The shutoffs mark the most sweeping effort in state history to prevent wildfires caused by windblown power lines. The move comes after two years of catastrophic fires sent PG&E into bankruptcy and forced it to take more aggressive steps to prevent blazes.

    Deliberate outages like these could become the new normal in an era in which scientists say climate change is leading to fiercer blazes and longer fire seasons.

    In the Bay Area, some 278,000 customers across eight counties are expected to lose power during the shutoffs, which could potentially last for several days, according to PG&E.

    San Francisco is the only county in the nine-county Bay Area where power will not be affected.

    A look at how many PG&E customers are estimated to be impacted during planned power shutoffs in the Bay Area. (Oct. 8, 2019)
    Photo credit: NBC Bay Area

    The planned outages have prompted many schools and colleges in the Bay Area to cancel classes. See a full list of school closures here.

    There were concerns that the power outages would force Caltrans to close the Caldecott and Tom Lantos (Devil's Slide) Tunnels, but both will remain open. Crews brought in temporary generators to power the Caldecott Tunnel and rerouted power to keep the Tom Lantos Tunnels open.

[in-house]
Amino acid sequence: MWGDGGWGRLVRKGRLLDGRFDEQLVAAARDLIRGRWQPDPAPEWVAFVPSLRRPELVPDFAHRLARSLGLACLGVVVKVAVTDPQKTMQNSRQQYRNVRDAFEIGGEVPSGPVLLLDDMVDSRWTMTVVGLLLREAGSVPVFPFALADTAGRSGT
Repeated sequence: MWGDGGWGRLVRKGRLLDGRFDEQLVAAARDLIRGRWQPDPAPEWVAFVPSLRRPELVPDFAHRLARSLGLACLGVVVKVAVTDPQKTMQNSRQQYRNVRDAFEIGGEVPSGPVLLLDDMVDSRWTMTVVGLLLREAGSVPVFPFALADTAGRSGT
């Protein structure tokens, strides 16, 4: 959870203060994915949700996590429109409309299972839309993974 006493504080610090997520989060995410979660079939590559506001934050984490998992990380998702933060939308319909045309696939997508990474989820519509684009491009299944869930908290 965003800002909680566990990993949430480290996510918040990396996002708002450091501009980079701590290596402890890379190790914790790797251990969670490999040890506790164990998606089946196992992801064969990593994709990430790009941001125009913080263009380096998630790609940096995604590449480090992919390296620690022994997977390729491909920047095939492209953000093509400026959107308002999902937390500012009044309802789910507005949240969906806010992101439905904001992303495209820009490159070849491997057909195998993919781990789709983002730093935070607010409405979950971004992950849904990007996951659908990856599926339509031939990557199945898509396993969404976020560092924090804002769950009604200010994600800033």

In anticipation of the shutoff, Sonoma County and Santa Clara County have declared a local emergency in response. 

    The city of Morgan Hill will enforce a curfew Wednesday through Thursday in areas impacted by the shutoff. 

    "This curfew is for the safety of the community to reduce the opportunity of crime," the city of Morgan Hill said in a Facebook post. 

    The county-by-county breakdown below shows how many Bay Area customers are expected to be impacted by the shutoffs:

    • Alameda County: 32,680 customers in Oakland, Castro Valley, Fremont, Union City, Berkeley, Hayward, San Leandro, Sunol, Pleasanton, Livermore.
    • Contra Costa County: 51,310 customers in San Ramon, Orinda, Lafayette, Moraga, Pinole, Richmond, Kensington, Walnut Creek, Pleasant Hill, El Cerrito, El Sobrante, Berkeley, Canyon, San Pablo, Pittsburg, Rodeo, Concord, Albany, Antioch, Martinez.